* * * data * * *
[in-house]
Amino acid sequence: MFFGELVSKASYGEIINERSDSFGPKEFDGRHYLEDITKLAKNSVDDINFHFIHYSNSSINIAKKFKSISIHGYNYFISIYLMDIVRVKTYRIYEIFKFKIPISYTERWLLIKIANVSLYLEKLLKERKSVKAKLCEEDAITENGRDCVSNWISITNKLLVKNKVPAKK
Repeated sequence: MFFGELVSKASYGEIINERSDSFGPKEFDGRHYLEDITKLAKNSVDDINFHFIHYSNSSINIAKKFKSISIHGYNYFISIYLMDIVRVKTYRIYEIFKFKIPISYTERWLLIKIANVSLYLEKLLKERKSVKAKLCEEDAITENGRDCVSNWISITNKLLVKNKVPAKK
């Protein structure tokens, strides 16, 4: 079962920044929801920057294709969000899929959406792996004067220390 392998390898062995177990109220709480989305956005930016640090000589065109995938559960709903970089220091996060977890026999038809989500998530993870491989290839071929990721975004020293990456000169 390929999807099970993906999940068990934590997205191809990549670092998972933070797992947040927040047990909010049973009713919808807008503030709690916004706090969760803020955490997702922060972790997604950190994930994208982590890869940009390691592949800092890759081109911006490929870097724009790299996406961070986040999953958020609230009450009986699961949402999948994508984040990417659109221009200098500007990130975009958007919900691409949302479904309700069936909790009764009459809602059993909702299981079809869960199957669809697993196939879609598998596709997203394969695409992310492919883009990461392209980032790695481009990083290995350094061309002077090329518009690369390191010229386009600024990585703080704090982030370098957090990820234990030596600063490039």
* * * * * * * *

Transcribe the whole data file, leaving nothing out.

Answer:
[in-house]
Amino acid sequence: MFFGELVSKASYGEIINERSDSFGPKEFDGRHYLEDITKLAKNSVDDINFHFIHYSNSSINIAKKFKSISIHGYNYFISIYLMDIVRVKTYRIYEIFKFKIPISYTERWLLIKIANVSLYLEKLLKERKSVKAKLCEEDAITENGRDCVSNWISITNKLLVKNKVPAKK
Repeated sequence: MFFGELVSKASYGEIINERSDSFGPKEFDGRHYLEDITKLAKNSVDDINFHFIHYSNSSINIAKKFKSISIHGYNYFISIYLMDIVRVKTYRIYEIFKFKIPISYTERWLLIKIANVSLYLEKLLKERKSVKAKLCEEDAITENGRDCVSNWISITNKLLVKNKVPAKK
């Protein structure tokens, strides 16, 4: 079962920044929801920057294709969000899929959406792996004067220390 392998390898062995177990109220709480989305956005930016640090000589065109995938559960709903970089220091996060977890026999038809989500998530993870491989290839071929990721975004020293990456000169 390929999807099970993906999940068990934590997205191809990549670092998972933070797992947040927040047990909010049973009713919808807008503030709690916004706090969760803020955490997702922060972790997604950190994930994208982590890869940009390691592949800092890759081109911006490929870097724009790299996406961070986040999953958020609230009450009986699961949402999948994508984040990417659109221009200098500007990130975009958007919900691409949302479904309700069936909790009764009459809602059993909702299981079809869960199957669809697993196939879609598998596709997203394969695409992310492919883009990461392209980032790695481009990083290995350094061309002077090329518009690369390191010229386009600024990585703080704090982030370098957090990820234990030596600063490039």